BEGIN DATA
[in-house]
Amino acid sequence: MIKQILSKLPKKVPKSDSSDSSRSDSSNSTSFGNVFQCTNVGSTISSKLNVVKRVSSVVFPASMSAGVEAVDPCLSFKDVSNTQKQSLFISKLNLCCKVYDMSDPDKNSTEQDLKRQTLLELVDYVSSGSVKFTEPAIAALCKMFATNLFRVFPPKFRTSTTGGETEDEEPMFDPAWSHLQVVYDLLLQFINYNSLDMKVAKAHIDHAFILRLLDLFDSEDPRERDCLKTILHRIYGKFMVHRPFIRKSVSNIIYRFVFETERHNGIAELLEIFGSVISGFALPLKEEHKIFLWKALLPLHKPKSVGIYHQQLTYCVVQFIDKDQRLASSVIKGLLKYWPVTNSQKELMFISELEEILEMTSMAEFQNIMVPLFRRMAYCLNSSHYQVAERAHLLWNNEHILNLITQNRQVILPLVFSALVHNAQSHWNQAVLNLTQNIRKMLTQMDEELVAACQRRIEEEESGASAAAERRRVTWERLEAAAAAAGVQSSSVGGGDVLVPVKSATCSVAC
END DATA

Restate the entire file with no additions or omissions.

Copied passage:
[in-house]
Amino acid sequence: MIKQILSKLPKKVPKSDSSDSSRSDSSNSTSFGNVFQCTNVGSTISSKLNVVKRVSSVVFPASMSAGVEAVDPCLSFKDVSNTQKQSLFISKLNLCCKVYDMSDPDKNSTEQDLKRQTLLELVDYVSSGSVKFTEPAIAALCKMFATNLFRVFPPKFRTSTTGGETEDEEPMFDPAWSHLQVVYDLLLQFINYNSLDMKVAKAHIDHAFILRLLDLFDSEDPRERDCLKTILHRIYGKFMVHRPFIRKSVSNIIYRFVFETERHNGIAELLEIFGSVISGFALPLKEEHKIFLWKALLPLHKPKSVGIYHQQLTYCVVQFIDKDQRLASSVIKGLLKYWPVTNSQKELMFISELEEILEMTSMAEFQNIMVPLFRRMAYCLNSSHYQVAERAHLLWNNEHILNLITQNRQVILPLVFSALVHNAQSHWNQAVLNLTQNIRKMLTQMDEELVAACQRRIEEEESGASAAAERRRVTWERLEAAAAAAGVQSSSVGGGDVLVPVKSATCSVAC